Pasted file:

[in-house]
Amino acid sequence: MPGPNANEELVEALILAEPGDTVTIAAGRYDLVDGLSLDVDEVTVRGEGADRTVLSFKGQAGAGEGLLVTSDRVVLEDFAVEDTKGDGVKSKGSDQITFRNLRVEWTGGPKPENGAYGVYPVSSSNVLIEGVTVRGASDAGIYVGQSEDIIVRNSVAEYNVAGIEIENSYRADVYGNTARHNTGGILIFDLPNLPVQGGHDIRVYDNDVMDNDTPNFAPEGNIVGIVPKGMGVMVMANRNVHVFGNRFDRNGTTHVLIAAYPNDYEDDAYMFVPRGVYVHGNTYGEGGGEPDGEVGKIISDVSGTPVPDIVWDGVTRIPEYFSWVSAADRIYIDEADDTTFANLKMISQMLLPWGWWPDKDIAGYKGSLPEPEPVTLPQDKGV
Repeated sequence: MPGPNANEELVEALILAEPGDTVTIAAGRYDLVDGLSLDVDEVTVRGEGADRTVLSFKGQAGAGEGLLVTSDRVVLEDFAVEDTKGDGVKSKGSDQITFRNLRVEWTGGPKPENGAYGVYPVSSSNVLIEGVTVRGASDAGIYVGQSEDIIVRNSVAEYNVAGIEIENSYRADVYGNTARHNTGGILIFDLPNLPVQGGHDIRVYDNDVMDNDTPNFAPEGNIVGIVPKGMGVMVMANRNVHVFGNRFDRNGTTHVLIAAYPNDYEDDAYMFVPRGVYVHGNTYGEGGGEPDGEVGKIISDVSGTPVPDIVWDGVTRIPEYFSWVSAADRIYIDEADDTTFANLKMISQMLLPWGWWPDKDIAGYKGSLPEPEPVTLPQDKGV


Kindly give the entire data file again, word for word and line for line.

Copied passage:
[in-house]
Amino acid sequence: MPGPNANEELVEALILAEPGDTVTIAAGRYDLVDGLSLDVDEVTVRGEGADRTVLSFKGQAGAGEGLLVTSDRVVLEDFAVEDTKGDGVKSKGSDQITFRNLRVEWTGGPKPENGAYGVYPVSSSNVLIEGVTVRGASDAGIYVGQSEDIIVRNSVAEYNVAGIEIENSYRADVYGNTARHNTGGILIFDLPNLPVQGGHDIRVYDNDVMDNDTPNFAPEGNIVGIVPKGMGVMVMANRNVHVFGNRFDRNGTTHVLIAAYPNDYEDDAYMFVPRGVYVHGNTYGEGGGEPDGEVGKIISDVSGTPVPDIVWDGVTRIPEYFSWVSAADRIYIDEADDTTFANLKMISQMLLPWGWWPDKDIAGYKGSLPEPEPVTLPQDKGV
Repeated sequence: MPGPNANEELVEALILAEPGDTVTIAAGRYDLVDGLSLDVDEVTVRGEGADRTVLSFKGQAGAGEGLLVTSDRVVLEDFAVEDTKGDGVKSKGSDQITFRNLRVEWTGGPKPENGAYGVYPVSSSNVLIEGVTVRGASDAGIYVGQSEDIIVRNSVAEYNVAGIEIENSYRADVYGNTARHNTGGILIFDLPNLPVQGGHDIRVYDNDVMDNDTPNFAPEGNIVGIVPKGMGVMVMANRNVHVFGNRFDRNGTTHVLIAAYPNDYEDDAYMFVPRGVYVHGNTYGEGGGEPDGEVGKIISDVSGTPVPDIVWDGVTRIPEYFSWVSAADRIYIDEADDTTFANLKMISQMLLPWGWWPDKDIAGYKGSLPEPEPVTLPQDKGV